Tag Archives: American exceptionalism

Whither a Lunar Base in the Twenty-first Century?


Astronaut Gene Cernan—commander of the last lunar landing mission in December 1972—remarked that “Mine would be man’s last footstep on the Moon for too many years to come.” Nearly fifty years have passed since Cernan stood on the Moon and expressed … Continue reading

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Wednesday’s Book Review: “Safe is Not an Option”


Safe is Not an Option: Overcoming the Futile Obsession with Getting Everyone Back Alive that is Killing Our Expansion into Space. By Rand Simberg. Jackson, WY: Interglobal Media, LLC, 2013. 242 pages. ISBN-13: 978-0989135511. $19.95 USD, paperback. Rand Simberg may state … Continue reading

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The Power of the Past in American Consciousness and the Fight over History Curricula


The current flap over the right wing politics of Mary Lou Bruner, who is seeking the Republican nomination for the District 9 seat on the Texas State Board of Education, brought to mind the longer-standing debate over the nature of … Continue reading

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What Were the Origins of Mormon/Non-Mormon Conflict in 1840s Nauvoo?


The non-Mormons of Hancock County, Illinois, in the early 1840s probably disliked the Mormons from the first, in the same way that most Americans have generally disliked what they have viewed as religious fanaticism, but they were initially disposed toward toleration … Continue reading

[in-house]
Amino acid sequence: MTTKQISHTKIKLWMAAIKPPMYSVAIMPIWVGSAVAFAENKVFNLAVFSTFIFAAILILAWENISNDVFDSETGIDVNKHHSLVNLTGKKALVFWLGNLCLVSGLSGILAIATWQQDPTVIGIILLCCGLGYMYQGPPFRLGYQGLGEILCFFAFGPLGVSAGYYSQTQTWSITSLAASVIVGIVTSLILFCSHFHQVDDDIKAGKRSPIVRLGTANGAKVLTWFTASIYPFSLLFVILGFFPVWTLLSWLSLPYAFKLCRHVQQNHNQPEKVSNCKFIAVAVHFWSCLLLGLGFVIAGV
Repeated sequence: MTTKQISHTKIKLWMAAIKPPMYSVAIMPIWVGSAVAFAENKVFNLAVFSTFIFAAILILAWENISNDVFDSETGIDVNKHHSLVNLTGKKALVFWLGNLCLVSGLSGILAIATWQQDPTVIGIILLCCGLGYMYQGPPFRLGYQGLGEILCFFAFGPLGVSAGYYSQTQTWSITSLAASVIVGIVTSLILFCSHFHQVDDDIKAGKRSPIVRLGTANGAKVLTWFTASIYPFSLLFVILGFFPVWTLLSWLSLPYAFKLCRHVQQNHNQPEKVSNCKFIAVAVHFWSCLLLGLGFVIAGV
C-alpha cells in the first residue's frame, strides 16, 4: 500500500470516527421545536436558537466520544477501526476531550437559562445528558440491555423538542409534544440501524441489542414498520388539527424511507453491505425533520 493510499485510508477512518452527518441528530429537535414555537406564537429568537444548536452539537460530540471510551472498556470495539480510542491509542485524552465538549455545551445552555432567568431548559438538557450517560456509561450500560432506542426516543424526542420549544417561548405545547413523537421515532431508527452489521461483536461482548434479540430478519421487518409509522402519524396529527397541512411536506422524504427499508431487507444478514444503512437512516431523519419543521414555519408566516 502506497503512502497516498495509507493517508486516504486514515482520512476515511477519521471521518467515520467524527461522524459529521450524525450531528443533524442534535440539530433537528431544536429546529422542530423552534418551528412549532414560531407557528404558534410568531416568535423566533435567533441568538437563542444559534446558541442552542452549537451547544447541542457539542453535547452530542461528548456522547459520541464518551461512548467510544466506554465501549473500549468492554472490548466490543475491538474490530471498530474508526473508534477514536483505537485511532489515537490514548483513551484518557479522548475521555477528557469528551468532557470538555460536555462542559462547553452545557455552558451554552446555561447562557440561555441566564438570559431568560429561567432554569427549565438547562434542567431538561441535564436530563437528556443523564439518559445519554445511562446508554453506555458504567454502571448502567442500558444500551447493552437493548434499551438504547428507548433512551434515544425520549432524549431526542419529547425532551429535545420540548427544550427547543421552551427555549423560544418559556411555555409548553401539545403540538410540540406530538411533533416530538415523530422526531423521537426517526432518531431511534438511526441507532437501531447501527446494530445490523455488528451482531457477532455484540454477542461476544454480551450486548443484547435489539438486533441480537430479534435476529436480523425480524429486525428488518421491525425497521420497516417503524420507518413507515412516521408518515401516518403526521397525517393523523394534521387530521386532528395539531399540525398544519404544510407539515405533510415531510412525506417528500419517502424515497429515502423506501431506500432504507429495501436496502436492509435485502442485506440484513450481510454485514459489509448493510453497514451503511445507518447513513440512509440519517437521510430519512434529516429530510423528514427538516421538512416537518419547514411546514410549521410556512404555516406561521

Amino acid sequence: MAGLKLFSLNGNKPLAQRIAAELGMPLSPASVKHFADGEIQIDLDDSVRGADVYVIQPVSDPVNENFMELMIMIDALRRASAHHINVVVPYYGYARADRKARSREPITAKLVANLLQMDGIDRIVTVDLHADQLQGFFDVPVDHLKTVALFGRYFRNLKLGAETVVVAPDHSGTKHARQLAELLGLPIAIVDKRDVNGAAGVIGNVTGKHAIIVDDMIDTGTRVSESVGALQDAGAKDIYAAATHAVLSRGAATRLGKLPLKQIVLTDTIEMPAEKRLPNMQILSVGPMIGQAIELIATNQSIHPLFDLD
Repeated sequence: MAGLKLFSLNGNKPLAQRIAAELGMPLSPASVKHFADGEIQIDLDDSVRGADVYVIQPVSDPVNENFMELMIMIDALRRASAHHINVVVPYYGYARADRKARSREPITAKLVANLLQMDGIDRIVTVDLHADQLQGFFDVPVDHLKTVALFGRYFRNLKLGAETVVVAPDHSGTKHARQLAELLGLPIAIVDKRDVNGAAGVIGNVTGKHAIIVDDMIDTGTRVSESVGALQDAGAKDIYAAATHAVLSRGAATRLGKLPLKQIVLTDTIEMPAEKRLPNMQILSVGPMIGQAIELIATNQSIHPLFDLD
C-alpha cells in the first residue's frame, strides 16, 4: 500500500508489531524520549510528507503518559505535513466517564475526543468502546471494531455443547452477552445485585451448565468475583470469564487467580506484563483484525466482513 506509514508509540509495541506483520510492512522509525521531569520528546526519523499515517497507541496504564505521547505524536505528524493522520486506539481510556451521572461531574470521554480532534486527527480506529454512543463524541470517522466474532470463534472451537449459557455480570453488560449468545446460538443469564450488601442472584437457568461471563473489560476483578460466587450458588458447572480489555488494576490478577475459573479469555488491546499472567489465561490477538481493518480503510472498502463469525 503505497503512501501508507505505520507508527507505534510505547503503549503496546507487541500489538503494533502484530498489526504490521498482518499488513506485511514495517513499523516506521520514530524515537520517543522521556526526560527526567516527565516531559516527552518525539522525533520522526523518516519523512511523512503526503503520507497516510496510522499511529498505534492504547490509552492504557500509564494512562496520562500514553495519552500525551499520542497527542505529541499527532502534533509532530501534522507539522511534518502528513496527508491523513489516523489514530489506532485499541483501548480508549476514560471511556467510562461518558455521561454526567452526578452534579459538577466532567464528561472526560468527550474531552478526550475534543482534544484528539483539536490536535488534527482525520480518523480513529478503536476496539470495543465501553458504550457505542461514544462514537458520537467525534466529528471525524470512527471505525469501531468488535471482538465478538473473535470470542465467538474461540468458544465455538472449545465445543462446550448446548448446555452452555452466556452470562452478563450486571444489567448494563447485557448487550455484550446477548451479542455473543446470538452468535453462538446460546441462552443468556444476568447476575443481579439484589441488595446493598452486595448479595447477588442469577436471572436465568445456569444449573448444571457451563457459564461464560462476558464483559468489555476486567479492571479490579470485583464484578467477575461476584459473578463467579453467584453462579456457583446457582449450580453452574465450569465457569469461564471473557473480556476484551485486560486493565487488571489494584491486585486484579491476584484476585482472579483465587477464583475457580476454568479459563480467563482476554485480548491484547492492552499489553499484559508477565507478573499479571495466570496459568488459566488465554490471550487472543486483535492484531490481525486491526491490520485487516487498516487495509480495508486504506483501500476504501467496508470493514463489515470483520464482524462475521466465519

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Humanity and the Extreme Environment of Space


Although microbial life might survive the extreme conditions of space, for Homo sapien sapiens the space environment remains remarkably dangerous to life. One space life scientist, Vadim Rygalov, remarked that ensuring human life during spaceflight was largely about providing the … Continue reading

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Is there such a Thing as American Exceptionalism?


I was struck by the discussion of American exceptionalism that became a running sub-theme of the recent American Historical Association annual meeting in Atlanta. It seems there is no way to square the perspections of exceptionalism presented everywhere with the … Continue reading

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America the Great?


As we enter into the Thanksgiving season it is appropriate to give thanks for those good things around us: our loved ones, the joys in our lives, the work and play we enjoy, and the happiness in our souls. But it … Continue reading

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Parallels Between the Sputnik and 9/11 Crises


Is there a relationship between the so-called “Sputnik moment” in October 1957 and the aftermath of the 9/11 attacks? Yes, at several levels there are intriguing parallels between the Sputnik crisis of 1957-1958 that Eisenhower faced and the aftermath of the … Continue reading

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Wednesday’s Book Review: “Reinterpreting Exploration”


Reinterpreting Exploration: The West in the World. Edited by Dane Kennedy. New York: Oxford University Press, 2014. Acknowledgments, figures, contributors, index. Vii – 236. ISBN: 978-0-19-975534-9. Hardcover. USD $89.10. Dane Kennedy has assembled a fine collection of historiographical essays on … Continue reading

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The Mythology of the Lone Genius and American Aeronautics Policy


Since December 17, 1903, the dates of the first flight at Kitty Hawk, the Wright brothers have been celebrated as lone geniuses who succeeded when all others had failed. They have been interpreted to represent the very best American civilization has … Continue reading

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